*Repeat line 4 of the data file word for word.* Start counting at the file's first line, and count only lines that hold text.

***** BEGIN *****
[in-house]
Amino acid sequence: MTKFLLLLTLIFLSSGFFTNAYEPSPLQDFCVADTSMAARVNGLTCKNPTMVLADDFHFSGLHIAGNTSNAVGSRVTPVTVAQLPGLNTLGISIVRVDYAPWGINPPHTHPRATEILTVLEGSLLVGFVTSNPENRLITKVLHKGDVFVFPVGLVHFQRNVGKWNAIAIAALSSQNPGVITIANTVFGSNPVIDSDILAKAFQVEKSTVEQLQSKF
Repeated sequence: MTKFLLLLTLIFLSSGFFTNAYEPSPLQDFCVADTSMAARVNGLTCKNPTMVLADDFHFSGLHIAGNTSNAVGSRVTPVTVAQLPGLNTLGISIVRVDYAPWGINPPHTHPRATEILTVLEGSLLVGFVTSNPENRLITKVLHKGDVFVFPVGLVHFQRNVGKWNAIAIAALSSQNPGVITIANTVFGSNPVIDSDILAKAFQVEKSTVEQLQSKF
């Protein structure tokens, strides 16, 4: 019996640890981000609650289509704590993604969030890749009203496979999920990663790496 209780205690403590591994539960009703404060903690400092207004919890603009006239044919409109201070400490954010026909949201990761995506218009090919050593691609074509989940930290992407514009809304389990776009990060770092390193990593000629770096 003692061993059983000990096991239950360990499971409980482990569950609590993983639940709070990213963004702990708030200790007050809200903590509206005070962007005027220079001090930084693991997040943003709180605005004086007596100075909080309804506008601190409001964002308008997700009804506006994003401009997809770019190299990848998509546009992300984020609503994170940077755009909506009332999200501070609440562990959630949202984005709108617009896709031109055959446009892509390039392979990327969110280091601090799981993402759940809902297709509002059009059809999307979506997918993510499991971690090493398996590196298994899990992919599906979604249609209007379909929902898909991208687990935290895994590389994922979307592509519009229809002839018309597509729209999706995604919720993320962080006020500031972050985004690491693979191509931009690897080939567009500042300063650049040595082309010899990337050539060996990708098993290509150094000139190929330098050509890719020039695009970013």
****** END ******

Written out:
């Protein structure tokens, strides 16, 4: 019996640890981000609650289509704590993604969030890749009203496979999920990663790496 209780205690403590591994539960009703404060903690400092207004919890603009006239044919409109201070400490954010026909949201990761995506218009090919050593691609074509989940930290992407514009809304389990776009990060770092390193990593000629770096 003692061993059983000990096991239950360990499971409980482990569950609590993983639940709070990213963004702990708030200790007050809200903590509206005070962007005027220079001090930084693991997040943003709180605005004086007596100075909080309804506008601190409001964002308008997700009804506006994003401009997809770019190299990848998509546009992300984020609503994170940077755009909506009332999200501070609440562990959630949202984005709108617009896709031109055959446009892509390039392979990327969110280091601090799981993402759940809902297709509002059009059809999307979506997918993510499991971690090493398996590196298994899990992919599906979604249609209007379909929902898909991208687990935290895994590389994922979307592509519009229809002839018309597509729209999706995604919720993320962080006020500031972050985004690491693979191509931009690897080939567009500042300063650049040595082309010899990337050539060996990708098993290509150094000139190929330098050509890719020039695009970013």